Excerpts About Gratitude
Diamond Heart Book III, p. 207 • discuss »
Diamond Heart Book I, p. 193 • discuss »
Diamond Heart Book IV, p. 199 • discuss »
Diamond Heart Book V, p. 346 • discuss »
The kinds of understanding, the kinds of perceptions, the kinds of experiences, and the kinds of realizations you have to go through are many, and involve many levels and dimensions. You move from one stage to another, back and forth, and that takes patience, and compassion for yourself. It takes the generous, realistic, and mature attitude towards life that if you want something, you have to work for it. Nobody can do it for you and nobody can give it to you, because it is you.We should consider ourselves lucky if we find someone who knows something about how to go about this process, and who is genuinely interested in the development of our human potential. Such a person is rare in human society, and should be looked upon with the utmost appreciation and gratitude. Any work that helps you with this process should be held with the deepest respect and value, because to do so is to respect and value your own potential and the potential of humanity in general. Such work should be held above everything else because it is ultimately above everything. It should first of all be put above one’s childish values, principles, and influences. That is what it takes. This is not a moralistic point of view, but a practical one. The Work must be done this way because otherwise it will not work.
Diamond Heart Book IV, p. 47 • discuss »
We are not separate. Our sense of separateness is superficial and exists only in the physical dimension. In our human element, we are not separate; we are very much connected. Every other human being is just as precious as we are, and worthy of as much respect and love and consideration. This understanding needs to manifest in our conduct in each moment. This is the part of the Work that will transform you. First, we have the work of essential realization. The next step, which is harder, is to learn how to manifest that realization in your life. You must face the question of how you are going to live that realization. How are you going to let it influence your life so that your life will become a truly mature human life? It takes great effort to remember yourself and those finer elements you are learning about, in order for their perspective to affect your life and your relationships with others and with your environment. The principles and the values you live by must change from acquisitiveness, competition, jealousy, and rejection, to an attitude of graciousness, generosity, respect, and gratitude. If you are really going to be a mature human being, you will behave according to those values even though others may not.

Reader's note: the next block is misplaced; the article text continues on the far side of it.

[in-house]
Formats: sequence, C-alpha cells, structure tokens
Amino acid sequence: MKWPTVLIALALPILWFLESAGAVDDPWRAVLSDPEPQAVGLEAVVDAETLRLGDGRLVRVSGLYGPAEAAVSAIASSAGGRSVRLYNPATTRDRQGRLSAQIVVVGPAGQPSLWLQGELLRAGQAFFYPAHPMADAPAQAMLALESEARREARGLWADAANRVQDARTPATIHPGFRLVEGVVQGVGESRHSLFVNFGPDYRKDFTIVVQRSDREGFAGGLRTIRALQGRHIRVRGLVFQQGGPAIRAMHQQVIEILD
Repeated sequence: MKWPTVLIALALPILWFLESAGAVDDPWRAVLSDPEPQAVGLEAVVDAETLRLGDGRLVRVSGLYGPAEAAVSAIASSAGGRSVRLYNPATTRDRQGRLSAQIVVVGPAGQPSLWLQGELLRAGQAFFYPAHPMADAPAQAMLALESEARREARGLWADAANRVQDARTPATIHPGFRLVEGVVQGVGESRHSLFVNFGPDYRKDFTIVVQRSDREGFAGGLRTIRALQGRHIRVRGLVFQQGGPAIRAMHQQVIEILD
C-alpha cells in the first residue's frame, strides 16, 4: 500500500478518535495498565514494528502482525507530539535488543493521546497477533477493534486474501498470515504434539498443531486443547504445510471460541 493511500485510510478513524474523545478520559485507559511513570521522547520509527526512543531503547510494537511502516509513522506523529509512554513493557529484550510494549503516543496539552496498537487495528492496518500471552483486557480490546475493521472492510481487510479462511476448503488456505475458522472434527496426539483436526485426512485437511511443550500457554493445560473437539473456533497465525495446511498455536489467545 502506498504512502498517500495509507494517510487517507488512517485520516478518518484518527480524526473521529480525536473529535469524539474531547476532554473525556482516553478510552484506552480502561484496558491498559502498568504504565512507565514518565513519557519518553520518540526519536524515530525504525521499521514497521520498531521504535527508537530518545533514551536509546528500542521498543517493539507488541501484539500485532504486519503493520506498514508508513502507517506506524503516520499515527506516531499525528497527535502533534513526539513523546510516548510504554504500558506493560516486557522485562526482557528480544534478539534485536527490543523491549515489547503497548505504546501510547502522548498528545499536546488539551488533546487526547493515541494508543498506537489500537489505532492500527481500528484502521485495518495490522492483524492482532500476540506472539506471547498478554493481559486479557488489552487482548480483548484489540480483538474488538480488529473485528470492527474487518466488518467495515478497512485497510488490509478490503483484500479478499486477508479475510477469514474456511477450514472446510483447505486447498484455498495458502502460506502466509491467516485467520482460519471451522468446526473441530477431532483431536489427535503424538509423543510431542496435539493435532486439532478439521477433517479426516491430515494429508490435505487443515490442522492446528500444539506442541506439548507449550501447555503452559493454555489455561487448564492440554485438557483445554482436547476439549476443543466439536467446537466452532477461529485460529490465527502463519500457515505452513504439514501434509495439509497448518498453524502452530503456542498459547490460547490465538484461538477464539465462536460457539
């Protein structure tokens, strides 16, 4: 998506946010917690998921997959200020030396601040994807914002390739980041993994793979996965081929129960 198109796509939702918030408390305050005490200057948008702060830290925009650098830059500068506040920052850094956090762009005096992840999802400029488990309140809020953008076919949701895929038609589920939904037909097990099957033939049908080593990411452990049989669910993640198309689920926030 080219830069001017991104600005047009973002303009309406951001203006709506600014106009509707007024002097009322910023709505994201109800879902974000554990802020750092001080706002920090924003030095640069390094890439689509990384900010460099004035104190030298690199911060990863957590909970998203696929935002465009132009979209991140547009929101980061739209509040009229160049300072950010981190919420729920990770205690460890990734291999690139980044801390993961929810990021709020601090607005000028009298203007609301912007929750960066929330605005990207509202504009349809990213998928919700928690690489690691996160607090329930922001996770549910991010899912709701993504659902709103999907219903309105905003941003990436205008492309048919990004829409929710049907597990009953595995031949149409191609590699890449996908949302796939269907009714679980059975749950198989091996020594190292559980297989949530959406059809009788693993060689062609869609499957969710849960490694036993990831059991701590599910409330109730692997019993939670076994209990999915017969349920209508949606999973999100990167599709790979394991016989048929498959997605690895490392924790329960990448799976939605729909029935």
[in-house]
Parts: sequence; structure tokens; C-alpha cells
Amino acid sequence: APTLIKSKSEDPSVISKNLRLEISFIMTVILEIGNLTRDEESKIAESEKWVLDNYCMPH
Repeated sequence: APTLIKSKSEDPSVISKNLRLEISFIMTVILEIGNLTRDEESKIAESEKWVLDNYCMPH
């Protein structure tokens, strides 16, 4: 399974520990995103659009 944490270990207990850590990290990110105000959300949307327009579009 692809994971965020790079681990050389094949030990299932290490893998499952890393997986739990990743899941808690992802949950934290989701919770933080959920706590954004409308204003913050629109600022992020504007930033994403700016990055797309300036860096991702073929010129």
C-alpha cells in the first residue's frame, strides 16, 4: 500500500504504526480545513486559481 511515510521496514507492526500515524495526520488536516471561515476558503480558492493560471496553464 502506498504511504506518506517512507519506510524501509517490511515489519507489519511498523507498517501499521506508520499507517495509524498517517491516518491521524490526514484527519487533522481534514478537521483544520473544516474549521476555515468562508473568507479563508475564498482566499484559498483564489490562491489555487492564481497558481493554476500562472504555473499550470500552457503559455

Diamond Heart Book IV, p. 49 • discuss »
The dimension of divine love is the experience of true nature in its fullness, in its richness, in its abundance. The ocean of love is a rich and richly textured medium, like a boundless ocean of ambrosia, fluid and outflowing. Its outflow is manifestation, an unfolding juicy womb constantly birthing the universe. It is a total generosity, a giving out of substance, existence, life, forms, qualities, capacities, all as manifestations of love. The universe is so rich, so abundant with goodness and wonderful qualities and forms, that when the soul beholds it she cannot help but be completely fulfilled and satisfied, overflowing with deep and sweet gratitude. She now recognizes how impoverished her normal world has been, how empty and barren, and how unreal. She recognizes that this inherent abundance and richness has always been lying in her depths and at the base of all manifestation, but she did not see it because she was looking through filters that specifically filtered out the ground true nature. Belief in her separateness and pride in her independence have functioned as the primary obscurations that disconnected her from this heavenly world. Heaven, it turns out, is always here, but only the purified and sincere soul can enter it. And the price is her head, her independent selfhood.
Inner Journey Home, p. 278 • discuss »